The Inspector Troy novels by John Lawton were selected by Time Magazine as one of the ‘Six Detective Series to Savour’ and was named by the Daily Telegraph as one of the ‘Fifty Crime Writers to Read Before You Die.’ A Lily of the Field is the eighth in the ‘Inspector Troy’ series and is, in my opinion, the best yet. It is written with a lighter touch. As usual it is meticulously researched, Lawton takes us effortlessly from Vienna, to The Isle of Man, Auschwitz and Paris, through Canada to New Mexico. We are introduced to the world of classical music and musicians. We eavesdrop on physicists discussing the material needed to make an atomic bomb.
Part one, "Audacity," opens in 1934 Vienna. Concert pianist Viktor Rosen, a Jew in exile from Germany, teaches Meret Voytek, a ten-year old cello prodigy, but three years later as the Nazis approach Vienna, Rosen packs up his possessions and leaves for London.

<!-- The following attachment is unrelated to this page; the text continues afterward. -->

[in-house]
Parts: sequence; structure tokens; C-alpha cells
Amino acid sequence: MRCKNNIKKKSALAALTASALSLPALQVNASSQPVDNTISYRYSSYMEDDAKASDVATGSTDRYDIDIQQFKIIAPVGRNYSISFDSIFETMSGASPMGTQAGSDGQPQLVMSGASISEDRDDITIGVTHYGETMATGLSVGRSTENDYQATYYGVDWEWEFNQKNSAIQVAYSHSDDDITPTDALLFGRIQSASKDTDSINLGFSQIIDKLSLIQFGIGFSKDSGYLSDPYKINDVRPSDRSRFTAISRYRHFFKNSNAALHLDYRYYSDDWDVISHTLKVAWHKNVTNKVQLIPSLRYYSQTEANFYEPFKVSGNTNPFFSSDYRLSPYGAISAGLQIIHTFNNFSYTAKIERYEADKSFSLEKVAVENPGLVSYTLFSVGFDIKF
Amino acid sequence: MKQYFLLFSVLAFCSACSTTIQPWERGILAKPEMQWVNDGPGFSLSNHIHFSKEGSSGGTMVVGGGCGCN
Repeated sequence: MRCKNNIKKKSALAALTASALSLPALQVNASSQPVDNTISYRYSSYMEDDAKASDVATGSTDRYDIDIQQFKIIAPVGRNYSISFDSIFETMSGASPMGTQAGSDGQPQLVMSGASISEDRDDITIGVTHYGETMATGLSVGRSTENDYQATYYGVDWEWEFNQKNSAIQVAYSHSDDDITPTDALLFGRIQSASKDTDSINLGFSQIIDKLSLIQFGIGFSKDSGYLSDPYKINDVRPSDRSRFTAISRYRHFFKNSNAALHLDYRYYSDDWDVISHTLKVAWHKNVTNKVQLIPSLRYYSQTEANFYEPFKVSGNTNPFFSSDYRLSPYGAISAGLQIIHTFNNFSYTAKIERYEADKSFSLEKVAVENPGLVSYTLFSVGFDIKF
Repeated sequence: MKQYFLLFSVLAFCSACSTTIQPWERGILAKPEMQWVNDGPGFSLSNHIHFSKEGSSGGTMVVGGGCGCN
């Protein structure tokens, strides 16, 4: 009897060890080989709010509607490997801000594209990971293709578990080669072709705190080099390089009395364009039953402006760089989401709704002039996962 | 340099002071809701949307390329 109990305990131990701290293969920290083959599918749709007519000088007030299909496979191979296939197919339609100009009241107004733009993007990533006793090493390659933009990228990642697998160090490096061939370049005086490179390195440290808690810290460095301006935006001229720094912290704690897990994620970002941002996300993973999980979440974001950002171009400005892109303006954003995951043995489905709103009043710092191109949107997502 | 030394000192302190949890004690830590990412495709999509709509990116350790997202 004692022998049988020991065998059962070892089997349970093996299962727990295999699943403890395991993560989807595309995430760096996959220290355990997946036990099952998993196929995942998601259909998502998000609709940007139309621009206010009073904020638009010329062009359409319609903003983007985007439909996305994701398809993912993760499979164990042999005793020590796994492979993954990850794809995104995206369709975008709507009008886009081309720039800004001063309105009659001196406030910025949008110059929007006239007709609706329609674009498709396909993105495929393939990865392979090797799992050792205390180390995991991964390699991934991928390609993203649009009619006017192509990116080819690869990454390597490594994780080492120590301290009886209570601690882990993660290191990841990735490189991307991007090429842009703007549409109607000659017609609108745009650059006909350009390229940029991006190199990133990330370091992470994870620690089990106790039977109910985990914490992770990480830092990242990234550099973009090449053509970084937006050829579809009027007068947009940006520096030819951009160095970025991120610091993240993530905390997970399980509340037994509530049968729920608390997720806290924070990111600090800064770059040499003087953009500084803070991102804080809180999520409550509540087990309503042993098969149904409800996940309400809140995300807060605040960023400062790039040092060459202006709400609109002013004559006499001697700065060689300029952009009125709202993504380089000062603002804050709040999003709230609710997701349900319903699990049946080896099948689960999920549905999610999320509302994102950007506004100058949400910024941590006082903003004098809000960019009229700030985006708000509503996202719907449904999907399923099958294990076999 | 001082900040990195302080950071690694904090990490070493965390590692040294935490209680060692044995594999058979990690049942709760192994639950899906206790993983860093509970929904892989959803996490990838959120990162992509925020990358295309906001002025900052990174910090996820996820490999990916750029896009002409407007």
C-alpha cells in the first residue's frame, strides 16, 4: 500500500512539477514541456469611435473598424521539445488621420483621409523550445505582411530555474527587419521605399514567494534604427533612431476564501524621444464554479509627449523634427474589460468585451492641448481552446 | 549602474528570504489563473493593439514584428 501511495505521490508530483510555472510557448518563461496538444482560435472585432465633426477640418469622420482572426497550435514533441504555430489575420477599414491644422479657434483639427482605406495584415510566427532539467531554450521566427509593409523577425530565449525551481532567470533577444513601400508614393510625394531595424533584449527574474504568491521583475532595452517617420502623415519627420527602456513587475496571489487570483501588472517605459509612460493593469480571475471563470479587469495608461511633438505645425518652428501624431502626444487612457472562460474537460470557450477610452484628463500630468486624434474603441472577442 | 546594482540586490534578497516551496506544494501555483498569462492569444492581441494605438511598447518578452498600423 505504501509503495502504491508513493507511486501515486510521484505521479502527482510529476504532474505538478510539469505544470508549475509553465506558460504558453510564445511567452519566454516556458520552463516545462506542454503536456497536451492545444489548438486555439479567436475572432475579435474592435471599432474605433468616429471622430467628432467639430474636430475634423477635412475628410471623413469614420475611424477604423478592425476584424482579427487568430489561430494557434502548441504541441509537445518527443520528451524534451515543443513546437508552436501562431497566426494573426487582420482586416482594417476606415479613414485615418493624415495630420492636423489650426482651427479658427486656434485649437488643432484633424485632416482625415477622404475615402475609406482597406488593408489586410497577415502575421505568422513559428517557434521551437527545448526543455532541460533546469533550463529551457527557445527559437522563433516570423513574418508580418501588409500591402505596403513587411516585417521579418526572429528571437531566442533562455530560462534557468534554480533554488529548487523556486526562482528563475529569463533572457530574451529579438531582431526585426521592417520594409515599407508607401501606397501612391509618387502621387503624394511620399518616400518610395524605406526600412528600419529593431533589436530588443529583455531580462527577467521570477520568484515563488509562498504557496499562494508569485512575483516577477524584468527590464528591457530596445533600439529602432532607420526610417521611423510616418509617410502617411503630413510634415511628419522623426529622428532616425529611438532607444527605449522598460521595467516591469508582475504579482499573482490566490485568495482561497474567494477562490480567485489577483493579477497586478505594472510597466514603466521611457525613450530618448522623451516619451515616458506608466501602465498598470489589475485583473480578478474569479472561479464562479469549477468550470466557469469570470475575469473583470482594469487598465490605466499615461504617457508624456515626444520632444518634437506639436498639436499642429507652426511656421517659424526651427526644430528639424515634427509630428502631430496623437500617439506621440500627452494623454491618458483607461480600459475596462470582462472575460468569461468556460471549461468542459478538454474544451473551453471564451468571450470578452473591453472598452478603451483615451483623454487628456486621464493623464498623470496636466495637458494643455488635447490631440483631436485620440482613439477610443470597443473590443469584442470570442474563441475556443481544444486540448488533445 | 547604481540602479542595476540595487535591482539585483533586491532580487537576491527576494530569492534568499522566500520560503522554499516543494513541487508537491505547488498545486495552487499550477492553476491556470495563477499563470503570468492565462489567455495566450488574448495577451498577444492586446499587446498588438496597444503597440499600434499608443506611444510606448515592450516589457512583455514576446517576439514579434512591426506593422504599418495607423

Meret is not Jewish but sees the repercussions for the city’s Jews and her orchestra becomes a division of the Hitler Youth. Later she is wrongly arrested as a political prisoner and is sent to Auschwitz. Viktor Rosen and Hungarian physicist Karel Szabo are sent to the British internment camp on the Isle of Man. Here they join an incongruent group that includes Rod Troy, brother of Inspector Frederick Troy.
The second part of the book "Austerity" aptly describes London in1948. Troy is called from Scotland Yard. A man has been shot and killed on the platform of an underground station on the Northern Line. The gun was a palm sized custom-made pistol, once encrusted with jewels and the silencer was a potato. The victim was a second-rate painter, or was he? Troy is an observant and persistent investigator, he links all the incongruent threads in a book that is well worth the reading.
If you haven’t read any of the Troy novels I recommend them all, but it can be a confusing journey since they are written out of sequence. Here they are in chronological order; Second Violin, Bluffing Mr Churchill, Black out, A Lily of the Field, Old Flames, Flesh Wounds, A Little White Death.